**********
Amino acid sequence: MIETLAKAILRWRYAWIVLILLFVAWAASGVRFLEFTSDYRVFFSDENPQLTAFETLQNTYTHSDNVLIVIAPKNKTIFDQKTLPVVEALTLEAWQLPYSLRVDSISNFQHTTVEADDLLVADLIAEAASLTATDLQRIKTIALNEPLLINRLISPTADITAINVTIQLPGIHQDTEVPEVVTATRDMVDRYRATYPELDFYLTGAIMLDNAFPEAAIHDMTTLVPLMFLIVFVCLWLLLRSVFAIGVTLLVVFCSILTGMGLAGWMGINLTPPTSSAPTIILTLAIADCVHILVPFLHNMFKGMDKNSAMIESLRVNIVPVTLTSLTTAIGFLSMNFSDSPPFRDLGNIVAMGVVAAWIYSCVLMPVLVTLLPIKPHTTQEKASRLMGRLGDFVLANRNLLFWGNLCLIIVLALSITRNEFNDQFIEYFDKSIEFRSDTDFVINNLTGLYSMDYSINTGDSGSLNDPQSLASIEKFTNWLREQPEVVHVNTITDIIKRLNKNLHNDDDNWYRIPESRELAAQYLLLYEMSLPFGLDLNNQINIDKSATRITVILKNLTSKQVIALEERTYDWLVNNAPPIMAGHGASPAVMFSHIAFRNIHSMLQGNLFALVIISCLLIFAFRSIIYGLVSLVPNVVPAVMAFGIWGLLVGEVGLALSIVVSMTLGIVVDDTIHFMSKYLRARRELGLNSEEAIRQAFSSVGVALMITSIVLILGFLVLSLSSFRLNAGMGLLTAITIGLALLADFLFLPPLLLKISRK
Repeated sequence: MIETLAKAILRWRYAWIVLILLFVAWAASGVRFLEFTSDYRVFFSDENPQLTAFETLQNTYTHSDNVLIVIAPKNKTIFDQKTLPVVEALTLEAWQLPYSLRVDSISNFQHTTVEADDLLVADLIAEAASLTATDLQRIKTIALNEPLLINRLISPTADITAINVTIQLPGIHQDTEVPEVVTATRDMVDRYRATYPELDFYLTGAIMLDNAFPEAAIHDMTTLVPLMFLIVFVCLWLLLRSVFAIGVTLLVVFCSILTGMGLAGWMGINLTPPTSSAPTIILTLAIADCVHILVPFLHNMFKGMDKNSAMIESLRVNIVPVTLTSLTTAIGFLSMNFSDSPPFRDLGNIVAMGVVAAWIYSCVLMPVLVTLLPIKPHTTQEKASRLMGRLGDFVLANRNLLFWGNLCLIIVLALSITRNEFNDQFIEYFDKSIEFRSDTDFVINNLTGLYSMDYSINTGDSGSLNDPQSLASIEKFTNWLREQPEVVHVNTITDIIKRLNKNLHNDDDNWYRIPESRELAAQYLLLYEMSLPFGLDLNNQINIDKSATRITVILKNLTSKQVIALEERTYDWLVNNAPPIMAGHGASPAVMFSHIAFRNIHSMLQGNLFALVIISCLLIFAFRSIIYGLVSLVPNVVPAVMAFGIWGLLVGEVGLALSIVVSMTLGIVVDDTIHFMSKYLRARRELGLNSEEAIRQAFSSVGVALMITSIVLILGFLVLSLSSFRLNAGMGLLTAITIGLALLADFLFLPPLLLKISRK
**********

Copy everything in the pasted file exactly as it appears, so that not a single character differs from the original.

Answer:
Amino acid sequence: MIETLAKAILRWRYAWIVLILLFVAWAASGVRFLEFTSDYRVFFSDENPQLTAFETLQNTYTHSDNVLIVIAPKNKTIFDQKTLPVVEALTLEAWQLPYSLRVDSISNFQHTTVEADDLLVADLIAEAASLTATDLQRIKTIALNEPLLINRLISPTADITAINVTIQLPGIHQDTEVPEVVTATRDMVDRYRATYPELDFYLTGAIMLDNAFPEAAIHDMTTLVPLMFLIVFVCLWLLLRSVFAIGVTLLVVFCSILTGMGLAGWMGINLTPPTSSAPTIILTLAIADCVHILVPFLHNMFKGMDKNSAMIESLRVNIVPVTLTSLTTAIGFLSMNFSDSPPFRDLGNIVAMGVVAAWIYSCVLMPVLVTLLPIKPHTTQEKASRLMGRLGDFVLANRNLLFWGNLCLIIVLALSITRNEFNDQFIEYFDKSIEFRSDTDFVINNLTGLYSMDYSINTGDSGSLNDPQSLASIEKFTNWLREQPEVVHVNTITDIIKRLNKNLHNDDDNWYRIPESRELAAQYLLLYEMSLPFGLDLNNQINIDKSATRITVILKNLTSKQVIALEERTYDWLVNNAPPIMAGHGASPAVMFSHIAFRNIHSMLQGNLFALVIISCLLIFAFRSIIYGLVSLVPNVVPAVMAFGIWGLLVGEVGLALSIVVSMTLGIVVDDTIHFMSKYLRARRELGLNSEEAIRQAFSSVGVALMITSIVLILGFLVLSLSSFRLNAGMGLLTAITIGLALLADFLFLPPLLLKISRK
Repeated sequence: MIETLAKAILRWRYAWIVLILLFVAWAASGVRFLEFTSDYRVFFSDENPQLTAFETLQNTYTHSDNVLIVIAPKNKTIFDQKTLPVVEALTLEAWQLPYSLRVDSISNFQHTTVEADDLLVADLIAEAASLTATDLQRIKTIALNEPLLINRLISPTADITAINVTIQLPGIHQDTEVPEVVTATRDMVDRYRATYPELDFYLTGAIMLDNAFPEAAIHDMTTLVPLMFLIVFVCLWLLLRSVFAIGVTLLVVFCSILTGMGLAGWMGINLTPPTSSAPTIILTLAIADCVHILVPFLHNMFKGMDKNSAMIESLRVNIVPVTLTSLTTAIGFLSMNFSDSPPFRDLGNIVAMGVVAAWIYSCVLMPVLVTLLPIKPHTTQEKASRLMGRLGDFVLANRNLLFWGNLCLIIVLALSITRNEFNDQFIEYFDKSIEFRSDTDFVINNLTGLYSMDYSINTGDSGSLNDPQSLASIEKFTNWLREQPEVVHVNTITDIIKRLNKNLHNDDDNWYRIPESRELAAQYLLLYEMSLPFGLDLNNQINIDKSATRITVILKNLTSKQVIALEERTYDWLVNNAPPIMAGHGASPAVMFSHIAFRNIHSMLQGNLFALVIISCLLIFAFRSIIYGLVSLVPNVVPAVMAFGIWGLLVGEVGLALSIVVSMTLGIVVDDTIHFMSKYLRARRELGLNSEEAIRQAFSSVGVALMITSIVLILGFLVLSLSSFRLNAGMGLLTAITIGLALLADFLFLPPLLLKISRK